Photo credit - © Francois Paris

Photo credit – © Francois Paris

Cloud of the Day – Stratus

Stratus doesn’t have the identity crisis of stratocumulus. While stratocumulus has features of both layer and cumulus (heap) clouds, but is really neither, stratus is a layer cloud all the way. Forming in calm, moist air, stratus has virtually no definition to it. It is so uniform and featureless that weather observers have difficulty determining the height of its base by eye alone. They have to release a balloon and, knowing its ascent rate, time its disappearance into the cloud. Or they could use an instrument such as lidar.

Photo credit: Nicholas_T / Foter / CC BY

Photo credit: Nicholas_T / Foter / CC BY

Stratus cloud, if it were touching the ground, would be fog. In fact, stratus often forms as a result of a fog lifting.

Precipitation can come from stratus, usually as drizzle or a dusting of snow grains, but it’s only because the air is so moist, rather than because of any real weather activity.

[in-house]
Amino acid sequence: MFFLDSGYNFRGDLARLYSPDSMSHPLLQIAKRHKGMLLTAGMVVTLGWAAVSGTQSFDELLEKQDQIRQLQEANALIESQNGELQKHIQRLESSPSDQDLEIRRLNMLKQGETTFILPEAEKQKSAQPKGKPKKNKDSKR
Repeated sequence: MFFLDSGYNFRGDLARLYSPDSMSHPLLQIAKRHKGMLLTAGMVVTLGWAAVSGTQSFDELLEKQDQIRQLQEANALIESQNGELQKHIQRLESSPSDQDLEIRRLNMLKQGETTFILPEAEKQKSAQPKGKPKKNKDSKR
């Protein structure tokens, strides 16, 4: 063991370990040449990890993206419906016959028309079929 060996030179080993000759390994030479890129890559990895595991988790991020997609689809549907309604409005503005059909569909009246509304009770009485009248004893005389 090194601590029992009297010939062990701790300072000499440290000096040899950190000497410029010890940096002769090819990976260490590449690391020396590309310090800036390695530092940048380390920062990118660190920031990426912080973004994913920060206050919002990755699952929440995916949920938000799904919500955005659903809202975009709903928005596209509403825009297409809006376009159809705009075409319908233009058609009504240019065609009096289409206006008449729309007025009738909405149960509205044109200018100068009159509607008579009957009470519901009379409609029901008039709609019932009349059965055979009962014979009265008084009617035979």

About arjaybe

Jim has fought forest fires and controlled traffic in the air and on the sea. Now he writes stories.
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4 Responses to Stratus

  1. emmylgant says:

    So it is a stratus that sits on my mountain and drips or rolls off occasionally… And I thought they were those really really high ribbon like clouds that hang out until they dissappear. ( no, not vapor trails, larger than that!)

  2. mixedupmeme says:

    I think I can tell these clouds by the sun peeping through. Seem harmless enough.

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